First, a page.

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Volume 48 Issue 11 November 1998

The Darien Colony was founded by Scottish emigrants on November 3rd, 1698. But it all went horribly wrong.

Seeing the potential of the new technology, William Henry Smith opened his first railway bookstall on November 1st, 1848.

Isaac Watts died on November 25th, 1748, aged 74, in Stoke Newington, Hackney.

The Darien Colony was founded by Scottish emigrants on November 3rd, 1698. But it all went horribly wrong.

Seeing the potential of the new technology, William Henry Smith opened his first railway bookstall on November 1st, 1848.

Isaac Watts died on November 25th, 1748, aged 74, in Stoke Newington, Hackney.

Richard Cavendish highlights a new exhibition at the Tate which celebrates the 25th anniversary of the Historic Houses Association.

Rebecca Daniels celebrates the fortieth anniversary of the Victorian Society, which set out in 1958 to save nineteenth-century architectural gems from destruction.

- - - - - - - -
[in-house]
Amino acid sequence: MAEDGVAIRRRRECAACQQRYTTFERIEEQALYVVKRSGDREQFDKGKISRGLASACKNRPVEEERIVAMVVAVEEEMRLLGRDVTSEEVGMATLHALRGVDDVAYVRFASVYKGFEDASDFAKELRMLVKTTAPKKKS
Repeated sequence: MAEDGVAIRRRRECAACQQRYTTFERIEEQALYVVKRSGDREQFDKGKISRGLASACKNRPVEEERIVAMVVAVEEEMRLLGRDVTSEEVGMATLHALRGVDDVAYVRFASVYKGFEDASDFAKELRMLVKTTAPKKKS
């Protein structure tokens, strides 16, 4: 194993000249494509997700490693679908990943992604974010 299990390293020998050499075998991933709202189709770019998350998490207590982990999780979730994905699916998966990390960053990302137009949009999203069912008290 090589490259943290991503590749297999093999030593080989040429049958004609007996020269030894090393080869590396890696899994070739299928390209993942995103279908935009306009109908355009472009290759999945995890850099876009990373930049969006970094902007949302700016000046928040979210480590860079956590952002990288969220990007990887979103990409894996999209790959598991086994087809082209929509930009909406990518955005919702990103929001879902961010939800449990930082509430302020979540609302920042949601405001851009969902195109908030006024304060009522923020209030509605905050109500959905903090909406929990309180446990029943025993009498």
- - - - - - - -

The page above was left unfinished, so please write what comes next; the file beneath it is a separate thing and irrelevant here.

Ian Bremner reviews the Steven Spielberg film about D-Day and after

Jay Winter describes the mixed emotions of combatants and non-combatants at the moment the Great War ended.

Jane Ohlmeyer argues that the English Civil War was just one of an interlocking set of conflicts that encompassed the British Isles in the mid-seventeenth century

Marina Warner traces the origins of a lifetime’s curiosity in the power of stories.

Brian Catchpole remembers the sufferings and heroism of the Commonwealth Division in the first major conflict of the Cold War.

The latest multimedia innovations and their usefulness to historians.

John Adamson argues that the importance of the Celtic fringe in the events of the 1640s has been exaggerated.

Alex Werner previews a new exhibition on skeletons at the Museum of London.

The troubled history of the region, and the deep-rooted antagonisms between the different ethnic groups laying claim to it.

Stephen Williams and Gerard Friell analyse why Constantinople survived the barbarian onslaughts in the fifth century, whereas Rome fell.